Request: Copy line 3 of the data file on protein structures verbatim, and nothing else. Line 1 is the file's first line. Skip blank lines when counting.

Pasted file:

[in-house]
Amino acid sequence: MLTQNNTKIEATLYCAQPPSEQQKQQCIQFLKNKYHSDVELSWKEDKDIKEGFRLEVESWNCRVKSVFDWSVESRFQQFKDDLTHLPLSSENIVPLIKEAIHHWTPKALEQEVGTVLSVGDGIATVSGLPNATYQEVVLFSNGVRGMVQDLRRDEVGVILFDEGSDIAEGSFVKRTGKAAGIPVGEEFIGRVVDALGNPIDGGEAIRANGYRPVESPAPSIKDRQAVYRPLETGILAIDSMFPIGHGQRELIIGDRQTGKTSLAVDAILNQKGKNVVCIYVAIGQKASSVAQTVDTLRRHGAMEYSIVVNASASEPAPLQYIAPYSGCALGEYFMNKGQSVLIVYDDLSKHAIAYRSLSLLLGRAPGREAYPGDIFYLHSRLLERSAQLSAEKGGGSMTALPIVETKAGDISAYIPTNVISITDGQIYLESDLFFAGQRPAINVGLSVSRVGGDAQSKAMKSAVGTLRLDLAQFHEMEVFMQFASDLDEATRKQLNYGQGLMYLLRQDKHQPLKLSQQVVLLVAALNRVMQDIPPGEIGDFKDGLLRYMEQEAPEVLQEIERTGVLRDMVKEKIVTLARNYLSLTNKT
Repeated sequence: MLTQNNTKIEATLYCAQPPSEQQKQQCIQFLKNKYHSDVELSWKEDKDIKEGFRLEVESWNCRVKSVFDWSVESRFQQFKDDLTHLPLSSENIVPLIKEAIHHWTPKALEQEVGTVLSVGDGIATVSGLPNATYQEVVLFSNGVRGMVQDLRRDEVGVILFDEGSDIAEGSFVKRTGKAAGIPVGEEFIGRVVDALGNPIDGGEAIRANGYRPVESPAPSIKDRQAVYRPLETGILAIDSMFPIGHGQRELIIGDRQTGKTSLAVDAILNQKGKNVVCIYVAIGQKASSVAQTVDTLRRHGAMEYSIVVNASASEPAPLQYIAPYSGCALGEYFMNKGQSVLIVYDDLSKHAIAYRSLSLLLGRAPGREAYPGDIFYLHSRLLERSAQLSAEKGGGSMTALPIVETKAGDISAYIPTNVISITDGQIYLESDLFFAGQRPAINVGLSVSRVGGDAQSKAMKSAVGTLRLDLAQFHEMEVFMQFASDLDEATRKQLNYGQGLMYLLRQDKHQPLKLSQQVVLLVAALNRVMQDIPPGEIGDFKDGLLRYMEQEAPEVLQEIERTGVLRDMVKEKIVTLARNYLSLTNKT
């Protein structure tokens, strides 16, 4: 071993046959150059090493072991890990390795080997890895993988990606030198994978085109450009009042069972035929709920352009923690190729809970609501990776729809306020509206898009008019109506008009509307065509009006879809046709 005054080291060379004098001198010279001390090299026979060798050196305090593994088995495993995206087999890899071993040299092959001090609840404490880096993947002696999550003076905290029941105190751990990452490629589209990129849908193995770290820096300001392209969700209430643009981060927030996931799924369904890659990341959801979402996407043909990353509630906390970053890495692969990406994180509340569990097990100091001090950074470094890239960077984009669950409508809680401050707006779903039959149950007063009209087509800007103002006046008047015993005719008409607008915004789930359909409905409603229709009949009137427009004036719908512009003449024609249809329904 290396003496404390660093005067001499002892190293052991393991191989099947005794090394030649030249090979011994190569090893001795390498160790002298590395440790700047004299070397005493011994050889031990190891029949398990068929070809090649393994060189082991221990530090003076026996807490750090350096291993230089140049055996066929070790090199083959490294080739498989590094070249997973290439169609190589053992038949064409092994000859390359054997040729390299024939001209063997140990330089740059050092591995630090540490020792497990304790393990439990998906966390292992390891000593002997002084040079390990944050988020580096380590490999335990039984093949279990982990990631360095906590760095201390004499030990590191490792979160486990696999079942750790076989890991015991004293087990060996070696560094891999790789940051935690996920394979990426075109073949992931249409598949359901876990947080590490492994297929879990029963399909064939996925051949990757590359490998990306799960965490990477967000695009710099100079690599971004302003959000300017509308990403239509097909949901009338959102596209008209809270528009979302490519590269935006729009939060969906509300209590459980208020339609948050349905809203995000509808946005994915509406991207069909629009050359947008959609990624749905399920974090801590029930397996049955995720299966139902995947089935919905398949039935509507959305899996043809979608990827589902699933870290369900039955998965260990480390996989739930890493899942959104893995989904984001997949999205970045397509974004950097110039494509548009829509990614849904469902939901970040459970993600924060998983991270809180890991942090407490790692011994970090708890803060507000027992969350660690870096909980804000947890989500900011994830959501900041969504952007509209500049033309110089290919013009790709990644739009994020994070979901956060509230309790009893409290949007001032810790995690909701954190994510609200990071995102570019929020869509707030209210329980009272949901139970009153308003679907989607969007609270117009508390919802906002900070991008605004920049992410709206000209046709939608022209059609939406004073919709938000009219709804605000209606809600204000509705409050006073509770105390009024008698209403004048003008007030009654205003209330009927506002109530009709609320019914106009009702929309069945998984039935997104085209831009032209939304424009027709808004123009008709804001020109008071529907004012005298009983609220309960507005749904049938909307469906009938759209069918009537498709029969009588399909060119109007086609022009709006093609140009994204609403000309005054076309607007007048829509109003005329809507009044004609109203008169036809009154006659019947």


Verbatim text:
Repeated sequence: MLTQNNTKIEATLYCAQPPSEQQKQQCIQFLKNKYHSDVELSWKEDKDIKEGFRLEVESWNCRVKSVFDWSVESRFQQFKDDLTHLPLSSENIVPLIKEAIHHWTPKALEQEVGTVLSVGDGIATVSGLPNATYQEVVLFSNGVRGMVQDLRRDEVGVILFDEGSDIAEGSFVKRTGKAAGIPVGEEFIGRVVDALGNPIDGGEAIRANGYRPVESPAPSIKDRQAVYRPLETGILAIDSMFPIGHGQRELIIGDRQTGKTSLAVDAILNQKGKNVVCIYVAIGQKASSVAQTVDTLRRHGAMEYSIVVNASASEPAPLQYIAPYSGCALGEYFMNKGQSVLIVYDDLSKHAIAYRSLSLLLGRAPGREAYPGDIFYLHSRLLERSAQLSAEKGGGSMTALPIVETKAGDISAYIPTNVISITDGQIYLESDLFFAGQRPAINVGLSVSRVGGDAQSKAMKSAVGTLRLDLAQFHEMEVFMQFASDLDEATRKQLNYGQGLMYLLRQDKHQPLKLSQQVVLLVAALNRVMQDIPPGEIGDFKDGLLRYMEQEAPEVLQEIERTGVLRDMVKEKIVTLARNYLSLTNKT